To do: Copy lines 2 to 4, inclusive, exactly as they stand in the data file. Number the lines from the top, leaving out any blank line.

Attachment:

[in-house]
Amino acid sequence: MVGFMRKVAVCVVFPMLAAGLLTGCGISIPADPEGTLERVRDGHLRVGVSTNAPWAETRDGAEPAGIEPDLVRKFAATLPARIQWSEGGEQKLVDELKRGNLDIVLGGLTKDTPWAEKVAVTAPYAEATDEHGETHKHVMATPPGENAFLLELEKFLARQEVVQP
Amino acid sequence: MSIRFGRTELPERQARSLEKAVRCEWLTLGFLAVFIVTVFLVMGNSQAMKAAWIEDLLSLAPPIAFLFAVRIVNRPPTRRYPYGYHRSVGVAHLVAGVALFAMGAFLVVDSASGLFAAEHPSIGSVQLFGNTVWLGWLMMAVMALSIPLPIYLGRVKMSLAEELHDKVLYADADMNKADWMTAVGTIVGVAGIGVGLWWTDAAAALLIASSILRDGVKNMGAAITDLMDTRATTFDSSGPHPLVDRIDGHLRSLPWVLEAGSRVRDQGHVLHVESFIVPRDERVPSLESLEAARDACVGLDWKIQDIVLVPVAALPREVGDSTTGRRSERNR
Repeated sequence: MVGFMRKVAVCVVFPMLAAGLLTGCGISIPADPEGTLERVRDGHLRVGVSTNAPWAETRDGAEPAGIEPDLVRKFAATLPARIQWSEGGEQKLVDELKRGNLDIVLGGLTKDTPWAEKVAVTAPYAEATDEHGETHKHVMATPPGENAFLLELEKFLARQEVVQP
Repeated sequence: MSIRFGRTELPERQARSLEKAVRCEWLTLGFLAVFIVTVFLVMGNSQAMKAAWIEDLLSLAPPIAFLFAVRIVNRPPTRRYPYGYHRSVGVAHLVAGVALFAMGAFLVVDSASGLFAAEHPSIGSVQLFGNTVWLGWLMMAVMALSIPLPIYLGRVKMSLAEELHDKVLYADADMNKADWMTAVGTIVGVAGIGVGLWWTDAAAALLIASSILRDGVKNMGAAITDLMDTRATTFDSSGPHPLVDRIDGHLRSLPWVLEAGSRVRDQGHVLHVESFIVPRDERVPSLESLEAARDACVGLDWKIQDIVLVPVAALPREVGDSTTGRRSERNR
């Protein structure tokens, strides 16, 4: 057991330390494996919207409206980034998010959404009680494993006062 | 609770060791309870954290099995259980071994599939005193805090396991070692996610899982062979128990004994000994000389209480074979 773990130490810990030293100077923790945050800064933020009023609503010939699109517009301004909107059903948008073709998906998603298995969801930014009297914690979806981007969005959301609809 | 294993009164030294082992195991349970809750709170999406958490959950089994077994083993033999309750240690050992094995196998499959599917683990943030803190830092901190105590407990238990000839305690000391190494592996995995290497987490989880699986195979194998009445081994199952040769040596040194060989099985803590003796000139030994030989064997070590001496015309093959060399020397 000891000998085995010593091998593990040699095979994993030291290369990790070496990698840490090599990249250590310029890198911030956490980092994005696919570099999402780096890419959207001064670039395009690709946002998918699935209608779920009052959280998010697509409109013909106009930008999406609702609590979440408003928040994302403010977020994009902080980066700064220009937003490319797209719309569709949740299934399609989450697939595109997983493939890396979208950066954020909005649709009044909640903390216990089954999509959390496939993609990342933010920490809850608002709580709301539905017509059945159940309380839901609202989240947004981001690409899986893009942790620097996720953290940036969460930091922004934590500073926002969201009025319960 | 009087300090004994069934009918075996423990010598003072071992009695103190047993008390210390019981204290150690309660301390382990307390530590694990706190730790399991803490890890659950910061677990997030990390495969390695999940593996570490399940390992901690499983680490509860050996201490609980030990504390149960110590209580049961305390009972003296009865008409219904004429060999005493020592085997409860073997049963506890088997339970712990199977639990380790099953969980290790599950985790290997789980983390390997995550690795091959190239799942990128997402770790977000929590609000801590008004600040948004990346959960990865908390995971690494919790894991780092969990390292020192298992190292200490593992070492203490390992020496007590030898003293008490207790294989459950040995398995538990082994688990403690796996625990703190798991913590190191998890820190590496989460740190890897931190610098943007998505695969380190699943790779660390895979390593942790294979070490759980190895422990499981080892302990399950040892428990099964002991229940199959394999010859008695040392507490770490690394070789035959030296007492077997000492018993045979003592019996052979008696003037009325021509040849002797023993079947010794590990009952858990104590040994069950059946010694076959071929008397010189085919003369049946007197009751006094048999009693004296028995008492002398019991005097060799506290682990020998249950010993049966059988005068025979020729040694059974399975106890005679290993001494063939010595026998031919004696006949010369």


Amino acid sequence: MVGFMRKVAVCVVFPMLAAGLLTGCGISIPADPEGTLERVRDGHLRVGVSTNAPWAETRDGAEPAGIEPDLVRKFAATLPARIQWSEGGEQKLVDELKRGNLDIVLGGLTKDTPWAEKVAVTAPYAEATDEHGETHKHVMATPPGENAFLLELEKFLARQEVVQP
Amino acid sequence: MSIRFGRTELPERQARSLEKAVRCEWLTLGFLAVFIVTVFLVMGNSQAMKAAWIEDLLSLAPPIAFLFAVRIVNRPPTRRYPYGYHRSVGVAHLVAGVALFAMGAFLVVDSASGLFAAEHPSIGSVQLFGNTVWLGWLMMAVMALSIPLPIYLGRVKMSLAEELHDKVLYADADMNKADWMTAVGTIVGVAGIGVGLWWTDAAAALLIASSILRDGVKNMGAAITDLMDTRATTFDSSGPHPLVDRIDGHLRSLPWVLEAGSRVRDQGHVLHVESFIVPRDERVPSLESLEAARDACVGLDWKIQDIVLVPVAALPREVGDSTTGRRSERNR
Repeated sequence: MVGFMRKVAVCVVFPMLAAGLLTGCGISIPADPEGTLERVRDGHLRVGVSTNAPWAETRDGAEPAGIEPDLVRKFAATLPARIQWSEGGEQKLVDELKRGNLDIVLGGLTKDTPWAEKVAVTAPYAEATDEHGETHKHVMATPPGENAFLLELEKFLARQEVVQP